In the summer of 1983, Dan McLain approached Jerry Raney about forming a band. Raney, a guitarist, was fresh out of the Shames. McLain, who used the name Country Dick Montana both on and offstage, was already a veteran of such bands as the Crawdaddies and the Penetrators. With Bernard Seigal (Buddy Blue) and bassist Rolle Love, they called themselves the Beat Farmers. They were a hit. By 1985, their first album on Rhino got them comparison with the Beatles. When Blue left the following year, Joey Harris replaced him, and the band’s sound was changed. Most writers labeled the San Diego band cow punk, but the Beat Farmers possessed three musical identities: rock, chicken-fried pop, and Montana’s raunchy locker-room humor. When Country Dick died in 1995, the band came to an end. Raney and Harris would resurface later in Powerthud, and in 2005 Jerry Raney, Rolle Love, and Buddy Blue (with ex-Penetrator Joel Kmak on drums) once again began to play shows together. They called themselves the Farmers. But the reunion was short-lived — Blue died in 2006.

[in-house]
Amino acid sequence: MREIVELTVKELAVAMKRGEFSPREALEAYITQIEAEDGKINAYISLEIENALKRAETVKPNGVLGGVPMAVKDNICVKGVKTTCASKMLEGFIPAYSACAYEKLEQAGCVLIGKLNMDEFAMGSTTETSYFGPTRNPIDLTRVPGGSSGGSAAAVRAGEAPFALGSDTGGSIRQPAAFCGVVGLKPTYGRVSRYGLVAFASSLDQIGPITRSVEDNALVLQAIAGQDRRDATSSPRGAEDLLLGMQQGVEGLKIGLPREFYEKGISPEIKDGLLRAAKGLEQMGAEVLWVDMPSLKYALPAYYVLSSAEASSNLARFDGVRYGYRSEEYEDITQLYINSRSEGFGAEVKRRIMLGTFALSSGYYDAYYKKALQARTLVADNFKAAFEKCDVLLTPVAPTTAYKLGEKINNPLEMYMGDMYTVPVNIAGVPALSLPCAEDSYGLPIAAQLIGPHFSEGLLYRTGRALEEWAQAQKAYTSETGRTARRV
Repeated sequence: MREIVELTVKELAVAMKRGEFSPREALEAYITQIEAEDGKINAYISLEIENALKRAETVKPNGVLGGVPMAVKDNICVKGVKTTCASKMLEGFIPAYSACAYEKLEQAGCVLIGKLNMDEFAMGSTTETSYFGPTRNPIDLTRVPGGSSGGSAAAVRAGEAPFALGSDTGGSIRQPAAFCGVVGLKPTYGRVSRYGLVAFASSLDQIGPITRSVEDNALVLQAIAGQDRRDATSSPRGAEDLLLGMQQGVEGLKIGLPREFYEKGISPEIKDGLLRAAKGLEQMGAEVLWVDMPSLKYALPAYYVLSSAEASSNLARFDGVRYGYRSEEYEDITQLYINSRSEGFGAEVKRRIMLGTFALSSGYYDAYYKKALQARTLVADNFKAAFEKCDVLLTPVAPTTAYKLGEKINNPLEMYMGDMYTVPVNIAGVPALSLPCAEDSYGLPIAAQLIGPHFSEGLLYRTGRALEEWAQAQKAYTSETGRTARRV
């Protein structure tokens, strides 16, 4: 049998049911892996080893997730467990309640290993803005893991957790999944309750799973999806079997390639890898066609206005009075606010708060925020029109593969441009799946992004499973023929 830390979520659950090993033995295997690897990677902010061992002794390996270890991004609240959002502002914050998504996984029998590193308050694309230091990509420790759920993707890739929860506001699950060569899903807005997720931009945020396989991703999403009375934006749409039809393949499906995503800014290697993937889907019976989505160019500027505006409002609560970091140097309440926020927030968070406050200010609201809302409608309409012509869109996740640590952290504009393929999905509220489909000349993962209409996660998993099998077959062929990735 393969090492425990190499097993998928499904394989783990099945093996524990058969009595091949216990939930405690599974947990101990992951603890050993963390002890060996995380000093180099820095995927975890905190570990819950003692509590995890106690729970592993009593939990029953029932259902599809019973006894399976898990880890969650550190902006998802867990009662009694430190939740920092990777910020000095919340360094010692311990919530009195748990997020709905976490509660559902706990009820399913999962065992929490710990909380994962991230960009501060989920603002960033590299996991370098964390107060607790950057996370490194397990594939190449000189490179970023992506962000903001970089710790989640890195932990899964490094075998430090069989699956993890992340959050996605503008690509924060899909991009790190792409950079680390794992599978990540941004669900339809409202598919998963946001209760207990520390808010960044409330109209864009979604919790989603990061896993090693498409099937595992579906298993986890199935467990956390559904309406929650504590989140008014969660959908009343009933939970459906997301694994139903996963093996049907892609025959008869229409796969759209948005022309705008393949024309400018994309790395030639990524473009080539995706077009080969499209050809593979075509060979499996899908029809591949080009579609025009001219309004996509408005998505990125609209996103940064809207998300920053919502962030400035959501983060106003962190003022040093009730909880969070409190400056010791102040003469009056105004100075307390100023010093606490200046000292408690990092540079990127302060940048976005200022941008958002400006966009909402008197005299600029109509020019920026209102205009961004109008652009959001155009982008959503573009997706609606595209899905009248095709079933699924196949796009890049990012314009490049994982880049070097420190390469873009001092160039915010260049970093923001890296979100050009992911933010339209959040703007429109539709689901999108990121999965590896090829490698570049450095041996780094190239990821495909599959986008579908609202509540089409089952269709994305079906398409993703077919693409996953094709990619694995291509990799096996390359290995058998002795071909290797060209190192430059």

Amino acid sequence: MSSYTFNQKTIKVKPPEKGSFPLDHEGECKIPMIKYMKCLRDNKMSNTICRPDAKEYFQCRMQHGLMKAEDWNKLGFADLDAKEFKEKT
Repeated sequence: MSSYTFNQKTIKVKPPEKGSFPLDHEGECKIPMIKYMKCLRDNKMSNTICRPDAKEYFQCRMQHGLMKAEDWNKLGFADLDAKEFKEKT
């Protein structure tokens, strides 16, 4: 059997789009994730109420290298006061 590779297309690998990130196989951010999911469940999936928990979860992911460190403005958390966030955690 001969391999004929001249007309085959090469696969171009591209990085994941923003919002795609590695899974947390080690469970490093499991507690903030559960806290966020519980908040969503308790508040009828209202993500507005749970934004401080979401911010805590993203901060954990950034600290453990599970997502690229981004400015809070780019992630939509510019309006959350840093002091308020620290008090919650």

Today, the Farmers survive as Raney and Kmak with Corbin Turner and another ex-Penetrator named Chris Sullivan. The Farmers have written new songs and have plans to record, but they still play a lot of old Beat Farmers favorites in performance, and, truth be told, they sound a lot like the Beat Farmers. Why not just reprise the old name? Raney says he has mixed feelings about going there.
“Considering that now I’m the only one in the band that was in the Beat Farmers, it would be kinda strange to use the Beat Farmers name. But it would probably have been okay back when there were three of us.” Kmak adds, “We’re not trying to capitalize on anything. We still do the old songs because we love ’em.”
The Knitters also perform.
FARMERS, Belly Up Tavern, Thursday, January 15, 8 p.m. 858-481-8140. $20; $22 day of show.